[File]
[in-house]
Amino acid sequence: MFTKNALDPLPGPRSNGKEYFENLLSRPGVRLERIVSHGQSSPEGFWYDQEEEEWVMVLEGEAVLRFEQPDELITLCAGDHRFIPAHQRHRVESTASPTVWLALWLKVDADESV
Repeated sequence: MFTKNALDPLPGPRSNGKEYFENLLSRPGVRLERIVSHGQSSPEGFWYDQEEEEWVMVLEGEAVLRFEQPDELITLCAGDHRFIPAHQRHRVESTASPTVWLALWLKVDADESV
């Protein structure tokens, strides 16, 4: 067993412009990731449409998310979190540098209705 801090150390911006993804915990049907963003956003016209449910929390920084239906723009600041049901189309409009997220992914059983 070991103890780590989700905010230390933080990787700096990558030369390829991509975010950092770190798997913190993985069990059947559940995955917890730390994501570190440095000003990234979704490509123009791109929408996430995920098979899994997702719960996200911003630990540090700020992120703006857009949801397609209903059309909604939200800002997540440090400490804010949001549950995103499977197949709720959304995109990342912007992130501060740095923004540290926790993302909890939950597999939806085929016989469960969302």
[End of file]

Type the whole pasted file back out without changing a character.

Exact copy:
[in-house]
Amino acid sequence: MFTKNALDPLPGPRSNGKEYFENLLSRPGVRLERIVSHGQSSPEGFWYDQEEEEWVMVLEGEAVLRFEQPDELITLCAGDHRFIPAHQRHRVESTASPTVWLALWLKVDADESV
Repeated sequence: MFTKNALDPLPGPRSNGKEYFENLLSRPGVRLERIVSHGQSSPEGFWYDQEEEEWVMVLEGEAVLRFEQPDELITLCAGDHRFIPAHQRHRVESTASPTVWLALWLKVDADESV
């Protein structure tokens, strides 16, 4: 067993412009990731449409998310979190540098209705 801090150390911006993804915990049907963003956003016209449910929390920084239906723009600041049901189309409009997220992914059983 070991103890780590989700905010230390933080990787700096990558030369390829991509975010950092770190798997913190993985069990059947559940995955917890730390994501570190440095000003990234979704490509123009791109929408996430995920098979899994997702719960996200911003630990540090700020992120703006857009949801397609209903059309909604939200800002997540440090400490804010949001549950995103499977197949709720959304995109990342912007992130501060740095923004540290926790993302909890939950597999939806085929016989469960969302």